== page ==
If you’re putting together a project team, then you’re most likely considering ideal team size. Do you go with a large team, hence more brainpower potential, or a small team? At first sight, more people might seem to result in better or faster outcomes. But both research and experience show that small teams are in fact much more efficient than large teams.
Werner Vogels, Amazon’s Vice President and CTO, tells us : “If a project team can eat more than two pizzas, it’s too large.” It’s good to keep this advice in mind as a rule of thumb. Vogels’s tactic is to assign tightly focused, small teams to solve one small problem at a time. The Agile software development method has a similar, though more
exact, approach: the recommended Agile team size is 7 +/- 2. That means the ideal team size is between 5 and 9.
Of course, the number of team members will vary with the function and goals of your team, as well as the activities it must perform. If you seek effective input, for example, the size of your team can go up to 18-20. But if you expect your team members to form a highly cohesive unit, keep it lower than 12.
One argument for this comes from U.K. anthropology professor R.I.M. Dunbar. In his paper on the relationship between humans’ neocortex size and group size, Dunbar writes that “... there is a cognitive limit to the number of individuals with whom any one person can maintain stable relationships” and “this limit is a direct function of relative neocortex size,” which in turn limits group size. That means that no matter what team strategies you can think of, our brains can only take so much interaction. Yes, humans can form a higher number of stable inter-personal relationships than, let’s say, chimpanzees, but if there are more than 10-12 team members the connections become too hard for us to maintain.
Along the grain of Prof. Dunbar’s research is the argument that smaller teams enjoy better communication. The study shows that about 60% of the time devoted to human conversations is spent on personal experiences and gossiping about relationships. It seems simple enough: the more people there are, the more time and effort goes into communication, the longer it takes to get things done. Not only are principles of cohesiveness and mutual accountability more difficult to achieve in larger teams, but your team’s productivity will also be affected by communication overhead.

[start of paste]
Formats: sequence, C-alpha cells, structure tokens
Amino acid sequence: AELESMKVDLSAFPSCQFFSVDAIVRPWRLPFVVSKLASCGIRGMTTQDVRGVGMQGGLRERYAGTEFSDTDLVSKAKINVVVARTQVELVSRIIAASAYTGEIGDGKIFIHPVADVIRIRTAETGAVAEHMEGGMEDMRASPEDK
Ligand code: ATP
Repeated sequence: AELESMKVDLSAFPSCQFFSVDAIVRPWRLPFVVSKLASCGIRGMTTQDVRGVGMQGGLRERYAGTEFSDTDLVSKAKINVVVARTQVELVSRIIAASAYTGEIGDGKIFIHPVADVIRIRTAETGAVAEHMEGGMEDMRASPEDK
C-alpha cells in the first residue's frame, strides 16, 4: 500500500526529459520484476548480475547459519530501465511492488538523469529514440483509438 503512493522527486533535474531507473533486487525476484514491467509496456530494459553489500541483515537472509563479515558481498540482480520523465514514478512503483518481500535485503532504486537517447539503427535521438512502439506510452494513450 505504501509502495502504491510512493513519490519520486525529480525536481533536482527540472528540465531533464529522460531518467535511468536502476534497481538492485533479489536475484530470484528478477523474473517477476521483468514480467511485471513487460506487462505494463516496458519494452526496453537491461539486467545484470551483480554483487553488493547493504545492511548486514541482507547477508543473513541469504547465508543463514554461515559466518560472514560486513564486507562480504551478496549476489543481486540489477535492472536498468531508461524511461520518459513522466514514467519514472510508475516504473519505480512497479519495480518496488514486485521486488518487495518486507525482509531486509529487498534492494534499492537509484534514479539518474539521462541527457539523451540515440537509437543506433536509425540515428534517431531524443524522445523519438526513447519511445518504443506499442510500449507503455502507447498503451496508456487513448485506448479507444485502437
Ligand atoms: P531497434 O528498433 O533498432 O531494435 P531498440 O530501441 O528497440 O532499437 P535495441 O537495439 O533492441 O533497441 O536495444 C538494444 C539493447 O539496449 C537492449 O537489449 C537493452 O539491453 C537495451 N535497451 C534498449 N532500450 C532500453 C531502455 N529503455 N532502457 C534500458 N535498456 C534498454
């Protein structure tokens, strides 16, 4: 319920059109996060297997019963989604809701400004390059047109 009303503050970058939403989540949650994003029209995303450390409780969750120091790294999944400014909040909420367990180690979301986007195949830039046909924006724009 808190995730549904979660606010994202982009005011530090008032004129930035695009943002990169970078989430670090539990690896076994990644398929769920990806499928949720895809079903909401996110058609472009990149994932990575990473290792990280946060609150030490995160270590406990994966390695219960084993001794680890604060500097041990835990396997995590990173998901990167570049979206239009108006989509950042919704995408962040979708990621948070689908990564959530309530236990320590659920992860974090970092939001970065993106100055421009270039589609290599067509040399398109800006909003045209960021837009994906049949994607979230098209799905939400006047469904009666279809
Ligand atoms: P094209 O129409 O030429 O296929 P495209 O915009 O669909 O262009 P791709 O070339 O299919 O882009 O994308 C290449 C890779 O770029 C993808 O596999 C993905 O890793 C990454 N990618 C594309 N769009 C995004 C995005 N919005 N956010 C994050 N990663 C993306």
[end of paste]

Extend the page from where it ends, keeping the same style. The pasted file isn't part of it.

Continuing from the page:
In his 1975 book The Mythical Man-Month, Fred Brooks put it nicely in an equation that calculates the number of communication pathways: [n*(n-1)]/2. If you have a team of 5, for example, you get [5 * (5-1)]/2 = 10 communication pathways, or channels. If the team has 10 members, then you have [10 * (10-1)]/2 = 45 channels. You get 5 extra team members for the price of 35 extra communication pathways - a sure recipe to slow down your project. Run this for larger teams, and you will see the communication pathways - and the time it takes to get the project done - dramatically increase.
Stay with odd numbers
It’s important that you avoid having an even number of members on your team to increase decisiveness. Having an odd number makes it impossible for the team to be equally divided on an issue. Consensus is reached quicker and productivity increases. Odd numbered teams also seem to achieve balance in group creativity and accountability without internal administrative problems.
It’s a fact that smaller teams stay more motivated. Larger teams tend to fall prey to the phenomenon of social loafing: the bigger the team size, the less individual effort. This phenomenon was discovered through a series of experiments by Max Ringelmann (so it's also called the Ringelmann effect) and it says that humans decrease their individual effort when working in teams.
There are several reasons for social loafing. Accountability decreases, as team members feel less individually responsible for the output. The overall effort and passion of the individual members also decrease, affecting the productivity of the whole team. Larger groups often make it easier for individuals to hide in the crowd and cruise by, thus affecting the whole team. If you really can’t influence the team size, then think about splitting tasks and building subgroups. Larger groups can work again once they reach around 20-25 members and can be divided in sub-teams of 5-9.
No doubt, a more focused small team working on single tasks is more efficient than a big team. Our advice is to ramp up your team’s productivity rather than its size.
What is the most efficient team size in your experience? Have you ever lead a large team? How did that work out? We’d love to hear from you in the comments below.